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Peel plan consultations launched in Yukon

The Wind River in the Peel Watershed. Photo: Jill Pangman/Yukon Conservation Society.

Now that the dust has settled on a years-long court battle which went to the Supreme Court of Canada, the Yukon government and four area First Nations are taking a Final Recommended Plan out for public input.

The Yukon government says they are embarking on the final consultation of the Peel Watershed Regional Land Use Plan in collaboration with the Tr’ondëk Hwëch’in, Vuntut Gwitchin, and Na-Cho Nyäk Dun First Nations, along with the Gwich’in Tribal Council.

YG says community meetings will be held in both Yukon and the Northwest Territories, and an online survey is available until mid-November.

Chris Rider with the Canadian Parks and Wilderness Society Yukon--one of the groups who was part of a lengthy court case involving the Peel--says it's an exciting day.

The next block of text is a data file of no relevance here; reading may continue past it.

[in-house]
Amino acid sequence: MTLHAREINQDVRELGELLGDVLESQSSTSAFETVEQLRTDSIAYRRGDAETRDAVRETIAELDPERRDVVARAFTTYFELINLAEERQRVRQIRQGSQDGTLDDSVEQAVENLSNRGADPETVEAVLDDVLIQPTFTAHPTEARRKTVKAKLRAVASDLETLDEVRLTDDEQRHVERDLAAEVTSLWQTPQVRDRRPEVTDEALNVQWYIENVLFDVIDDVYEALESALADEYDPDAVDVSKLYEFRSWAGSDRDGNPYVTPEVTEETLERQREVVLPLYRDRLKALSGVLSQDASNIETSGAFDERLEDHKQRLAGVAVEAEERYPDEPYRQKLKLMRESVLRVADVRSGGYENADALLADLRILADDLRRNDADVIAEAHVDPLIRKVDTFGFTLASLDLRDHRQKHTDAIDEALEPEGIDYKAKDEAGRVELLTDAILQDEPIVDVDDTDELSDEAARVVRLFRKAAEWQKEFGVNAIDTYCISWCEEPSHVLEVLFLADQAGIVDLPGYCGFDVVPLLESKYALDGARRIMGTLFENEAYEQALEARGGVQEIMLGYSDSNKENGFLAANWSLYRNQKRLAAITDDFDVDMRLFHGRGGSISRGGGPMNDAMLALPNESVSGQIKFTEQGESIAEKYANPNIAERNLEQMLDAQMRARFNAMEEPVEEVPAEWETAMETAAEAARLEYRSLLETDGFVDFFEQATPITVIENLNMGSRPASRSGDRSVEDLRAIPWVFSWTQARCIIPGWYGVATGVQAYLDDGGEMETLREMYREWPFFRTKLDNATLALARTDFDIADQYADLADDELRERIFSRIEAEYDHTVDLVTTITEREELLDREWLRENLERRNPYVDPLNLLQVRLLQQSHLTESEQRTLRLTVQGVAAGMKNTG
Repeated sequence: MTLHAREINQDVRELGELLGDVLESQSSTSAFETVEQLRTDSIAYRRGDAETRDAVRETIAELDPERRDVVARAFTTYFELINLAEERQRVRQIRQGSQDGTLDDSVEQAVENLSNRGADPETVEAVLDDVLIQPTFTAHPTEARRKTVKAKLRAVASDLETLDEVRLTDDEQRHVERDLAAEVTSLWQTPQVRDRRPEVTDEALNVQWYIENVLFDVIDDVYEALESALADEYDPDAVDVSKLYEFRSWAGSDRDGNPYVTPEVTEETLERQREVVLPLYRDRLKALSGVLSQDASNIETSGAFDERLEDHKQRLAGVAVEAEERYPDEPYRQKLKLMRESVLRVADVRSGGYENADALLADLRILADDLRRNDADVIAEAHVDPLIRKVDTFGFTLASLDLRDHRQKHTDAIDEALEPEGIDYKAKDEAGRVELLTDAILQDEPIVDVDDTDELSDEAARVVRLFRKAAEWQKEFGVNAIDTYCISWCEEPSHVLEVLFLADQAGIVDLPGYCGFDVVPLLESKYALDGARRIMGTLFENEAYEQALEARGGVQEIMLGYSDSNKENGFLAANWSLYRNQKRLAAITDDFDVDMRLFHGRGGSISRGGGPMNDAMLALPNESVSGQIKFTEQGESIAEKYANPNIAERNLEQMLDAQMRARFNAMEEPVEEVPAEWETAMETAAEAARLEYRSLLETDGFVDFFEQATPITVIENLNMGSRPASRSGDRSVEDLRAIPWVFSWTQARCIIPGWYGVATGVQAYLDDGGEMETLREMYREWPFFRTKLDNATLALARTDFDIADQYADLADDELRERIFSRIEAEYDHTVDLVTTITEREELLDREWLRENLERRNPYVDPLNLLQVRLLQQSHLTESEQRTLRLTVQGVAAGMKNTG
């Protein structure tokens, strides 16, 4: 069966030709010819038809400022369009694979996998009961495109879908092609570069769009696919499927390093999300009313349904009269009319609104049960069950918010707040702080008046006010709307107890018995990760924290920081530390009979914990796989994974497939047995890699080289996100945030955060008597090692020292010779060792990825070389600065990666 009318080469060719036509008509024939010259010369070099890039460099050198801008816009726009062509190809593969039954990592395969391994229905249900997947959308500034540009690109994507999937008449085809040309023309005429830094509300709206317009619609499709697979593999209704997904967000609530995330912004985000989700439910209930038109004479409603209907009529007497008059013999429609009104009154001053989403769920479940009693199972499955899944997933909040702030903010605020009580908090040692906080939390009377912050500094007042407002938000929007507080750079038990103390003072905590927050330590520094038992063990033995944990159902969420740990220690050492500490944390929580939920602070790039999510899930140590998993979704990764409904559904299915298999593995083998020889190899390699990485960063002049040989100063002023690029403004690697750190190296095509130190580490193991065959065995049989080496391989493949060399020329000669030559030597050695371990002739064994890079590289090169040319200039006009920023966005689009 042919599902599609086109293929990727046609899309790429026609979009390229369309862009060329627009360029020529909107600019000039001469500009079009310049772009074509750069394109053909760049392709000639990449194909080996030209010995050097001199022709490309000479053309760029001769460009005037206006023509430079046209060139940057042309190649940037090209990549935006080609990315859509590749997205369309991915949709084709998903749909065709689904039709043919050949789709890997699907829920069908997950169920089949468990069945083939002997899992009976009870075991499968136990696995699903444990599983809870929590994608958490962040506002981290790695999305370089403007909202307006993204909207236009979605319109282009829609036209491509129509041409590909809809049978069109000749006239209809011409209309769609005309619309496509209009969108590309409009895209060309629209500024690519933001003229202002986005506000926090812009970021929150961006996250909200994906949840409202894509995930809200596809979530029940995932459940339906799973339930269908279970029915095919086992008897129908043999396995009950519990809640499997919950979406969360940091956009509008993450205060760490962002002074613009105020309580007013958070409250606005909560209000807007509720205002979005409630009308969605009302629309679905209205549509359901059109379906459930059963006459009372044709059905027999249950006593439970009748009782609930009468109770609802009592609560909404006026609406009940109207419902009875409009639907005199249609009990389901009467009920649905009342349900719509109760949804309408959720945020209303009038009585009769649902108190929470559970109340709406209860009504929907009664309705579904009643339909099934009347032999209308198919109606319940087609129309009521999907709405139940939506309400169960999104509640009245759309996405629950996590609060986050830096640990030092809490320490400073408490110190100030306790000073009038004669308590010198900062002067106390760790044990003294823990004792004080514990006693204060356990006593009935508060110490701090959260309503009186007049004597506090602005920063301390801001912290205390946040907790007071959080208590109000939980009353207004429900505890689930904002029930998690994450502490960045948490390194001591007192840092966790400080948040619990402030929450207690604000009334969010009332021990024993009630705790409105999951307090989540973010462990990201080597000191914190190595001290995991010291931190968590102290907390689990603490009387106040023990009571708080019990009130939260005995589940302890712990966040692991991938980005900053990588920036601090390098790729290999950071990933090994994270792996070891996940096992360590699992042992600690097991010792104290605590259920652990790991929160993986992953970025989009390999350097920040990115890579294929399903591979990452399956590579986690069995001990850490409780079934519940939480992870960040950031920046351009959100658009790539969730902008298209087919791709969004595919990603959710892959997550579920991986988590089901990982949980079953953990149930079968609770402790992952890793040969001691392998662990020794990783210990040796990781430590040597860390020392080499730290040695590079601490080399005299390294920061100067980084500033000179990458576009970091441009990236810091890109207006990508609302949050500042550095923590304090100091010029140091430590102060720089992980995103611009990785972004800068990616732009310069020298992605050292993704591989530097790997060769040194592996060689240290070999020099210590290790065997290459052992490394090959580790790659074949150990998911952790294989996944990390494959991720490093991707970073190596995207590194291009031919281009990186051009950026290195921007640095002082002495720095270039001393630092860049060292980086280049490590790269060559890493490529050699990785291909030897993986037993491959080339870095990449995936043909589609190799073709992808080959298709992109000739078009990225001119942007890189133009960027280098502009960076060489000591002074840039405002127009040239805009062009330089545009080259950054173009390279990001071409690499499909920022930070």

"It's been seven years coming. So we now have a chance to get these final consultations done right, and we have a chance to finally after so many years say we've done it. We've protected the Peel Watershed." Rider told the RUSH.

He says it's critical people make their voice heard during this final round of consultation.

"We hope people will stand up for the plan, or will provide feedback on changes that they're looking for." Rider said.

"I think we'll be releasing some language about some of our particular recommendations very soon."

Rider says the Regional Land Use Planning Commission's Final Recommended Plan of 80 per cent protection is a compromise everyone can get behind.

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